more than the so-called urban intelligentsia.

How do you explain the popularity of your theatre workshops?
In my workshops I never work on a script or play. That will be sheer wastage. Frankly, my workshops have no outcome as such. There is no end product. Because I believe a theatre workshop should simply help the participants to be creative, to live theatre and not to copy or simply follow dictats. Theatre should not be the reserve of the director alone.

What has been the feedback in this process?

Not much in north India. In Delhi I’ve conducted workshops for NSD, Sambhav, SRC Repertory. But none of these does free theatre. It’s quite the opposite in Andhra Pradesh. Tamil Nadu and West Bengal. In these States free theatre is taking the shape of a movement. These
workshops helped theatre activists in Pakistan too to initiate free theatre movement.

What are your views on the issue of state patronage for culture?

We are dead against it. We never apply for grants or favour from the state or its agencies. If we start asking for patronage free theatre will become meaningless. It is our experience of 20 years that you can do theatre without state grants, through voluntary public contributions.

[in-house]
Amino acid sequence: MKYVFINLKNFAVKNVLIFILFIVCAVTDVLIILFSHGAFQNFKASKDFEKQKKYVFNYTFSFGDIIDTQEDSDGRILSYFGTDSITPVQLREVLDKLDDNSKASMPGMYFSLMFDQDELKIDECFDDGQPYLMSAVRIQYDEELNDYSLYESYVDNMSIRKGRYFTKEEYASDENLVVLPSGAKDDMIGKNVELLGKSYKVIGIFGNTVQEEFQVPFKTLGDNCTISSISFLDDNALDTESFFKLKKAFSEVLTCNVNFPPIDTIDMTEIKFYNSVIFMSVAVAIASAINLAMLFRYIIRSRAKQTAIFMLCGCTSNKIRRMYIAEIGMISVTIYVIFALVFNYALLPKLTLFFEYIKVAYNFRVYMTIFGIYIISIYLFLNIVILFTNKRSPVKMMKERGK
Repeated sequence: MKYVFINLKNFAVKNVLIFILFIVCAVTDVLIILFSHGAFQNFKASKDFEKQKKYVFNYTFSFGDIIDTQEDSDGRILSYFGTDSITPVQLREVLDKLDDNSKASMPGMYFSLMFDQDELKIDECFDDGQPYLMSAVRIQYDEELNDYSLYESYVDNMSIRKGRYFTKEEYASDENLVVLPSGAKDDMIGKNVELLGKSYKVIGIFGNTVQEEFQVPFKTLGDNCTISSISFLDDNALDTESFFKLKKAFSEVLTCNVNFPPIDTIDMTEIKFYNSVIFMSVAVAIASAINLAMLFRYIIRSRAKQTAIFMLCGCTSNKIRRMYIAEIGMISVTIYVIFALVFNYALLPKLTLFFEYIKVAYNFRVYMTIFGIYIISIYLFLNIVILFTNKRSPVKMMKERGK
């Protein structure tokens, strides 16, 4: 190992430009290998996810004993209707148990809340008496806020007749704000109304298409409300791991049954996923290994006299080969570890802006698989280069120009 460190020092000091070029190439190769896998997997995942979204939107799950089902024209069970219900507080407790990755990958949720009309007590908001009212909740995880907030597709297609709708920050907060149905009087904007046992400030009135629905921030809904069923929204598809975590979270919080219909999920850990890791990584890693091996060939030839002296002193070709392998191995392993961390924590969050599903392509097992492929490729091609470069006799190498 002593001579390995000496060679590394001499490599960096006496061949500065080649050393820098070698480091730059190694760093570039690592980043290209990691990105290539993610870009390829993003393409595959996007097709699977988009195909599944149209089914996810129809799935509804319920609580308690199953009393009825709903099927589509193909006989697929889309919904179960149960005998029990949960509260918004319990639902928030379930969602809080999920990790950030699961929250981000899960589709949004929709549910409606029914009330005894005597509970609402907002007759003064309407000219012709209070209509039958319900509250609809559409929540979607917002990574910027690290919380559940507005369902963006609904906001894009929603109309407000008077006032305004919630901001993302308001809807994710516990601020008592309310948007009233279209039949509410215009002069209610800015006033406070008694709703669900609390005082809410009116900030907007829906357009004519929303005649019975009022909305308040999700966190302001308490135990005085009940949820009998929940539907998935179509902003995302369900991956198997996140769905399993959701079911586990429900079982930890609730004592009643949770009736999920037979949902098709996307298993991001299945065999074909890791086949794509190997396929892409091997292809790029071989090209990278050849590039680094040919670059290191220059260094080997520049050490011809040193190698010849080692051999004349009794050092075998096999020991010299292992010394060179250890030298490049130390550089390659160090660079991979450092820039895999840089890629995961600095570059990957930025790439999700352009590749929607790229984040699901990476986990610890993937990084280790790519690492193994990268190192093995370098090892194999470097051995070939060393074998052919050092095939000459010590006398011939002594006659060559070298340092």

How correct are those who believe that you want to destroy proscenium theatre?
Even if I had tried I’m sure I would not have succeeded. It is a myth propagated. True, I don’t believe in proscenium theatre, and I don’t practise it. Why should I when I don’t find it relevant? But that does not mean that those doing proscenium theatre are my enemies.

Why is it that suicide as a theme recurs in your plays?

It occurs in only three–Pagla Ghoda, Evam Indrajeet and Baki Itihas–out of my 50 plays. It is a wrong generalisation. And please note, even though they have suicide these are not pessimistic plays. They are full of life. They do not propagate suicide. It occurs simply because it fits into the framework of the play.

(Courtesy: The Sunday, Times of India)